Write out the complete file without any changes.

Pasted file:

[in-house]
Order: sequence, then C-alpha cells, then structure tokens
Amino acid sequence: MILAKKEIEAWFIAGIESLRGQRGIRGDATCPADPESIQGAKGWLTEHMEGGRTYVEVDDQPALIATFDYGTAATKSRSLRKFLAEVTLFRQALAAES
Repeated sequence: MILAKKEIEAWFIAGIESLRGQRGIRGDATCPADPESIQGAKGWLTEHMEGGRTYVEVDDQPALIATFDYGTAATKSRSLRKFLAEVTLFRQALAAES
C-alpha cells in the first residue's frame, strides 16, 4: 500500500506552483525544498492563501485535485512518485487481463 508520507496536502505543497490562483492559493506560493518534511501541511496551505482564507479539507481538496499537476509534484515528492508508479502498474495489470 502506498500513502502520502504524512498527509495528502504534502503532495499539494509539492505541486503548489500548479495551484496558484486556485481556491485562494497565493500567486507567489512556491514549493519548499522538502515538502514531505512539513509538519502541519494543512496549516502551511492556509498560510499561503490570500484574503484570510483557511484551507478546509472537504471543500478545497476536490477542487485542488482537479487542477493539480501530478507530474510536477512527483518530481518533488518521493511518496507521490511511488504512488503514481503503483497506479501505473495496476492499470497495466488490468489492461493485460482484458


[in-house]
Order: sequence, then C-alpha cells, then structure tokens
Amino acid sequence: MILAKKEIEAWFIAGIESLRGQRGIRGDATCPADPESIQGAKGWLTEHMEGGRTYVEVDDQPALIATFDYGTAATKSRSLRKFLAEVTLFRQALAAES
Repeated sequence: MILAKKEIEAWFIAGIESLRGQRGIRGDATCPADPESIQGAKGWLTEHMEGGRTYVEVDDQPALIATFDYGTAATKSRSLRKFLAEVTLFRQALAAES
C-alpha cells in the first residue's frame, strides 16, 4: 500500500506552483525544498492563501485535485512518485487481463 508520507496536502505543497490562483492559493506560493518534511501541511496551505482564507479539507481538496499537476509534484515528492508508479502498474495489470 502506498500513502502520502504524512498527509495528502504534502503532495499539494509539492505541486503548489500548479495551484496558484486556485481556491485562494497565493500567486507567489512556491514549493519548499522538502515538502514531505512539513509538519502541519494543512496549516502551511492556509498560510499561503490570500484574503484570510483557511484551507478546509472537504471543500478545497476536490477542487485542488482537479487542477493539480501530478507530474510536477512527483518530481518533488518521493511518496507521490511511488504512488503514481503503483497506479501505473495496476492499470497495466488490468489492461493485460482484458